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Fan Notes from The Tuck Rule Game

Notes, musings, and observations from the Infamous Tuck Rule Game of January 19, 2002.

You know who's not over the Tuck Rule?  This guy!
You know who's not over the Tuck Rule? This guy!
Thearon W. Henderson

In honor of the NFL's decision to finally outlaw the ever so controversial and highly contested Tuck Rule this past week, The NFL Network decided to air the playoff game that launched it into the spotlight this afternoon, taking us all back to January 19, 2002 for Tom Brady's first ever playoff game against the Oakland Raiders in what would be the last game ever played at the old Foxboro Stadium. It was a rare nice day in New York City, I had a ton of errands to run, and my girlfriend wanted to spend the day looking for a new bookcase for the living room, so naturally I decided to forgo all of those things and watch the game instead.

Unfortunately, it only crossed my mind that it would be fun to take notes on the game about 12 minutes into the 4th quarter, right after Tommy B had run the ball in for New England's only touchdown of the day and tripped all over himself trying to spike it. And since I had been channel surfing during the commercials and didn't have the foresight to DVR the game, I unfortunately only have notes for the last few minutes of regulation and overtime. But honestly, what other parts of this game really matter anyway?

  • There are obviously two huge plays from this game that are most remembered and will be most remembered 50 years from now: Adam Vinatieri's 45 yard field goal, and the Charles Woodson "fumble" that will forever live in Tuck Rule infamy. However, perhaps no play was more crucial to the Patriots than the 3rd down stop with 2:24 left to play in regulation. Oakland had a 3rd and 1 at their own 44 and New England was down to their last timeout. A first down would pretty much have iced the game for the Raiders, but courtesy of Richard Seymour and Roman Phifer, Zack Crockett went nowhere and gave the Patriots one last possession. Crocket weighs 240 pounds. Stopping a team from gaining 1 yard in the blinding snow when they had been ruinning well all night is nothing short of remarkable.
  • I had also forgotten that Troy Brown actually fumbled the ensuing punt return. Luckily, Larry Izzo was there to fall on it.
  • That fumble aside, overall Troy Brown had a hell of a game as a punt returner. He didn't get a lot of yards, but when it mattered most he set the Pats up with great field position.
  • If it wasn't for the lower resolution of the game, those cutaways to fans in the stands could just as easily been from last season as they were from 2001. For some reason, I don't think "overweight with shaggy hair and a mustache" will ever go out of style in the general Massachusetts area.
  • Almost every screen the Patriots ran worked very well. Kevin Faulk had some big gains, Mark Edwards ran for a few first downs, and J.R. Redmond had probably the run of the night when he caught a screen in overtime, broke two tackles, and set the Patriots up in Oakland territory.
  • Jermaine Wiggins had a phenomenal game. He had a few key drops in the first half, but came up huge in the second as Tom Brady's primary target on New England's 4th quarter touchdown drive. He also had a massive pickup on 3rd and 5 in overtime to set the Patriots up on the Oakland 34 yard line. He caught pretty much everything that Tommy B threw his way, including a pass intended for David Patten but bobbled on the sideline late in the 4th.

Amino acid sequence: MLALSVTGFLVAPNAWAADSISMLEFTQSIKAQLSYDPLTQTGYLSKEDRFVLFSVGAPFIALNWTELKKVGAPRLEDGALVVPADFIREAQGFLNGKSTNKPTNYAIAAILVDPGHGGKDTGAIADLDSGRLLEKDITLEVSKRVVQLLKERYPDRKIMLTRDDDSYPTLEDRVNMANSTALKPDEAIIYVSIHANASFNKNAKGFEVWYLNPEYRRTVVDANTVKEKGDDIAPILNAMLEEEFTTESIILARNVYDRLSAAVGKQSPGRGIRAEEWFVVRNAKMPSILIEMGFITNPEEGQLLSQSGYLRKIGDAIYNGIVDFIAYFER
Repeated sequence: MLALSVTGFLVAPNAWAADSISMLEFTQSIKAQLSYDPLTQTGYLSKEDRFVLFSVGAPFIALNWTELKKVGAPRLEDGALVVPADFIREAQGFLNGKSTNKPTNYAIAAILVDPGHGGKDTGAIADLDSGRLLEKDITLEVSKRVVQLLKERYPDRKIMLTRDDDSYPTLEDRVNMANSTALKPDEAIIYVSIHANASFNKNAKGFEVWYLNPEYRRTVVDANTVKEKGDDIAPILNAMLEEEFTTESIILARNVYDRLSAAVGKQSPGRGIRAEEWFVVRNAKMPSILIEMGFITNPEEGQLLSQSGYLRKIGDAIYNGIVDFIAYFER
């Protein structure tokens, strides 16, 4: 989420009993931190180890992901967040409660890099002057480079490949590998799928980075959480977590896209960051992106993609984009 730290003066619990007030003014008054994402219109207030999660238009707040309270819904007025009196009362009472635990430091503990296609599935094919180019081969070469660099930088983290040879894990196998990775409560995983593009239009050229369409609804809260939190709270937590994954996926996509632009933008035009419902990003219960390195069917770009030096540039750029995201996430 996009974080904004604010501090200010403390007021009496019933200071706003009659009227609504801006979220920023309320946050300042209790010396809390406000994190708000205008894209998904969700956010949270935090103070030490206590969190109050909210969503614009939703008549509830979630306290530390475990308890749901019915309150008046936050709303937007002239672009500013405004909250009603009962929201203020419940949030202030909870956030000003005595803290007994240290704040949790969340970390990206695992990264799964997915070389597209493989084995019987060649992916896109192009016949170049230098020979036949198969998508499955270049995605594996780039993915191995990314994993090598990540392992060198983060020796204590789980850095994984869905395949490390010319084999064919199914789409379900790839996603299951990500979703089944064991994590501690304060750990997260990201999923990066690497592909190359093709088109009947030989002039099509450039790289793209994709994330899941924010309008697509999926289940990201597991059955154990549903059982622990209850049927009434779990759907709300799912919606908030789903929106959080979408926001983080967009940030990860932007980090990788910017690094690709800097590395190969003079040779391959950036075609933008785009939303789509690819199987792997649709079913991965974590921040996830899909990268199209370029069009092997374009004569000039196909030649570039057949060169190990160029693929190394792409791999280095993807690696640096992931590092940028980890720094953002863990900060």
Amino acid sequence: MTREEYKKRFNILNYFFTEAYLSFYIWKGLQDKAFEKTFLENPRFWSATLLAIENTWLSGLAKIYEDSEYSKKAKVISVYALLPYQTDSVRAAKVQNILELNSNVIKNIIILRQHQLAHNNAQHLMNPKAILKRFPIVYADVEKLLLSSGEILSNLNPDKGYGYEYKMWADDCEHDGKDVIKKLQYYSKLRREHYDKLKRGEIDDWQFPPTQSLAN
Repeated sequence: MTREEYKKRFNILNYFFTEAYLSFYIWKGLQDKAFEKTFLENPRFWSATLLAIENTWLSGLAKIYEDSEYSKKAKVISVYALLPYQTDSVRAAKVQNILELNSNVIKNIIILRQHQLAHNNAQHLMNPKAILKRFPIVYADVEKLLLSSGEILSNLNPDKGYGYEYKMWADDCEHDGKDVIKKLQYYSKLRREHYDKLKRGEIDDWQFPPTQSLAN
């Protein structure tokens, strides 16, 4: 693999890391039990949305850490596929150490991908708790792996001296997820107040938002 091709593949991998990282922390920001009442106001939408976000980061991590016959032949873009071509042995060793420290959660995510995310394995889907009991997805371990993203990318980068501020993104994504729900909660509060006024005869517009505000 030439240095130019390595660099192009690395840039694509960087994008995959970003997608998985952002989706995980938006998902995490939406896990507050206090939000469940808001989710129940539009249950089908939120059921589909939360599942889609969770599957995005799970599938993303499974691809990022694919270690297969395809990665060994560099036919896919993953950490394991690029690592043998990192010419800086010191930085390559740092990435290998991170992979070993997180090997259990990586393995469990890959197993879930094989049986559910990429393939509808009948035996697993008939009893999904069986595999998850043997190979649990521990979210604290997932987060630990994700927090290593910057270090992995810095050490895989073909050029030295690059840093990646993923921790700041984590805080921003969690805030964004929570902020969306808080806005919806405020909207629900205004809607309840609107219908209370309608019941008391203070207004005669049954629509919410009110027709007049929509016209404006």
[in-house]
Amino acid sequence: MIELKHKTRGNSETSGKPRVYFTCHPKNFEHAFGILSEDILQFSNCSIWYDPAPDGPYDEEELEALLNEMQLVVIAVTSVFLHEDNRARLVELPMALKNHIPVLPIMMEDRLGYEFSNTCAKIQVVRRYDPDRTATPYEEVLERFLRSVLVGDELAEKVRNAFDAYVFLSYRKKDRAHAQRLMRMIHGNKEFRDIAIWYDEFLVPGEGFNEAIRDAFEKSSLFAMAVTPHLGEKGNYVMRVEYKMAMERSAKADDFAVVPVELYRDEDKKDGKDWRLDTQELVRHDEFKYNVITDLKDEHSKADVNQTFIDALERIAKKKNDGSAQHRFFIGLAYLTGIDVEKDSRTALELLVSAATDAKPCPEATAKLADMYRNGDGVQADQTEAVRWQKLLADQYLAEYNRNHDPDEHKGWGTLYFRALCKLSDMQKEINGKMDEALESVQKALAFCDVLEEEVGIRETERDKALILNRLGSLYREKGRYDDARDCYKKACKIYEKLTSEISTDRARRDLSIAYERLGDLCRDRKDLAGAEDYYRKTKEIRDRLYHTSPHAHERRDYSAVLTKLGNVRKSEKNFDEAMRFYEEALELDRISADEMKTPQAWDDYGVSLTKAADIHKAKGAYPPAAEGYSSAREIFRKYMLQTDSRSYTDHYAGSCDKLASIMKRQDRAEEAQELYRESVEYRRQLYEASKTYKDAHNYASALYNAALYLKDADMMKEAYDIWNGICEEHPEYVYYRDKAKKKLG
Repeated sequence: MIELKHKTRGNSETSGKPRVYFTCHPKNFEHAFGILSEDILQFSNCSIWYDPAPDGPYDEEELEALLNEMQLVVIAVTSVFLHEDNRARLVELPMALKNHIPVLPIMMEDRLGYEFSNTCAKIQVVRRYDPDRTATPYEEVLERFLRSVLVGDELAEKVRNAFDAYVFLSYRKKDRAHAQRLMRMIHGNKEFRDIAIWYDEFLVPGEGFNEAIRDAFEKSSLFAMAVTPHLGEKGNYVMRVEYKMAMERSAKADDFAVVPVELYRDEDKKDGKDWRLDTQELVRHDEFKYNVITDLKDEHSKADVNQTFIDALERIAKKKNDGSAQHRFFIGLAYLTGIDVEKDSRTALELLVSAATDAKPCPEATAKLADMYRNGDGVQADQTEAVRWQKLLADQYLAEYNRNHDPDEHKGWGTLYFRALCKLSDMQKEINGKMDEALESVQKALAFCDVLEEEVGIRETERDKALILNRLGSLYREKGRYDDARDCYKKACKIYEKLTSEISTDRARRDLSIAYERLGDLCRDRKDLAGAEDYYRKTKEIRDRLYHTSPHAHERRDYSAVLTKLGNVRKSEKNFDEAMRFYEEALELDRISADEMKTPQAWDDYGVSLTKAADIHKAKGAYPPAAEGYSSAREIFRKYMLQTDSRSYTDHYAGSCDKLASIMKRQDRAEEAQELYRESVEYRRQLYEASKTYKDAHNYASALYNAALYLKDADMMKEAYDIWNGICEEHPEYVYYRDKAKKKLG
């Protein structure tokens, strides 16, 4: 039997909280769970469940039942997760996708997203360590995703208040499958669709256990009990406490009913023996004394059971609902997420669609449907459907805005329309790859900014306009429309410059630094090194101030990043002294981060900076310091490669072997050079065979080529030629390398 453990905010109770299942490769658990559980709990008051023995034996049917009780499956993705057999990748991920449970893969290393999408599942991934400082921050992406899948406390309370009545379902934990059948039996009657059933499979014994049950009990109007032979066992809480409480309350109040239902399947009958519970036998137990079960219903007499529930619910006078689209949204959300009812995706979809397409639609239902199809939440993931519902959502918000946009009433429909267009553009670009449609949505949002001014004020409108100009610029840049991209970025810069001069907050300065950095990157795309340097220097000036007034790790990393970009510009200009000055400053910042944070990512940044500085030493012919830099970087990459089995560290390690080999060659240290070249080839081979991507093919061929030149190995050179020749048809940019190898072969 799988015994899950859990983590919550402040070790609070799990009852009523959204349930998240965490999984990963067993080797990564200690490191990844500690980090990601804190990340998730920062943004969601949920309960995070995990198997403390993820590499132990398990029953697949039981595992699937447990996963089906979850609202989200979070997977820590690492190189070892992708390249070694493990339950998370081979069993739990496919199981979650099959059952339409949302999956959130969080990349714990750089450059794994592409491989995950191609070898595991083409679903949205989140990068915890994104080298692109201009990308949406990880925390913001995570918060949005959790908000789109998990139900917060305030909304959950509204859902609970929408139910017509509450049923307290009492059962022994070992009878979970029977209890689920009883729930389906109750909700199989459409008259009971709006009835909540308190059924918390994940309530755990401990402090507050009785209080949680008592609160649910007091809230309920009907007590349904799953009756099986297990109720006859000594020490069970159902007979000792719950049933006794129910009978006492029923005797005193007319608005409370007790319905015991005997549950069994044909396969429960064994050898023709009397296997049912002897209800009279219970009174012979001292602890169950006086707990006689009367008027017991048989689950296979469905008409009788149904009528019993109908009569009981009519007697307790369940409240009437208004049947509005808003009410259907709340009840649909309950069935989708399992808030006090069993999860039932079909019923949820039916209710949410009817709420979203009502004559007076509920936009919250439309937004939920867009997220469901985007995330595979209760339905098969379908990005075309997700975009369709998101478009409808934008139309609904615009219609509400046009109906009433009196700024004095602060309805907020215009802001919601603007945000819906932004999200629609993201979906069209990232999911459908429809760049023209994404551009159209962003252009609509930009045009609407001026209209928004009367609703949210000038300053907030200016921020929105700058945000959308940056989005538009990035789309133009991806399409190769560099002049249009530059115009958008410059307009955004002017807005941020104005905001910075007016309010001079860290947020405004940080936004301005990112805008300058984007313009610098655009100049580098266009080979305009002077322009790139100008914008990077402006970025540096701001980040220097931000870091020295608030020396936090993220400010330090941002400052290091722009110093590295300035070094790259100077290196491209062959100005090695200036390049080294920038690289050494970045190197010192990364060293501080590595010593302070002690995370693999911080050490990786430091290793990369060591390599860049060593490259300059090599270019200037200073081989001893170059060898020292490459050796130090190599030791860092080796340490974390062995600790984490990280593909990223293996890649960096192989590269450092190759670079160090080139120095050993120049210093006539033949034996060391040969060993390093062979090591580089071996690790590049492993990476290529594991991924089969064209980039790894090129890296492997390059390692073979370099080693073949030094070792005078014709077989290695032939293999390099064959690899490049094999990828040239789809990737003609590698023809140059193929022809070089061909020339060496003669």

• The Charles Woodson hit that launched the infamous Tuck Rule most likely should have been Roughing the the Passer anyway, as Woodson came in and hit Tommy B pretty hard on the head on his way to jarring the ball loose. I'm glad they didn't call it, for any number of reasons, but it's always fun to look back at the way the game was played 10 years ago, especially when farting in the general vicinity of a quarterback is now a 15 yard penalty and a $50,000 fine.
  • The MVP of the game, in my opinion, was David Patten and it isn't even close. Patten had eight catches for 107 yards on the day, including the catch for a 1st down that got the team in field goal range immediately following The Tuck Rule play. Patten also had a catch on 4th and 4 in overtime that kept the winning drive alive. Furthermore, he made that grab on the ground after having fallen in the snow for what was one of three or four miracle catches he made that day. Absolute monster game. Pretty much everything huge that happened to the Patriots, he was in on.
  • Adamn Vinatieri had missed four of his last five field goals from 40-49 yards prior to kicking that 45 yarder to tie the game. His other field goals on the day were from 21 and 22 yards, both of which barely made it through the crossbars. He had no business making that kick.
  • Phil Simms was just as bumbling, incompetent, and irritating in 2002 as he was in 2012. At least we can give the man credit for consistency.
  • I was a sophomore in college in January of 2002. I watched this game in the lounge of my fraternity house, located just a 40 minute drive from Foxboro Stadium, and was contemplating going out and throwing myself in front of the next oncoming snowplow when I thought the season was over. Needless to say, I opted to wait for the official decision regarding the fumble, and the rest, as they say, is history.
  • It wasn't just that play and that field goal that launched the Patriots dynasty; it was everything. It was role players coming up big when they were needed. It was the defense keeping the game close. It was solid coaching, great halftime adjustments, and Tom Brady deciding that it was time for him to take control of the game the way he would continue to do for the next eleven years.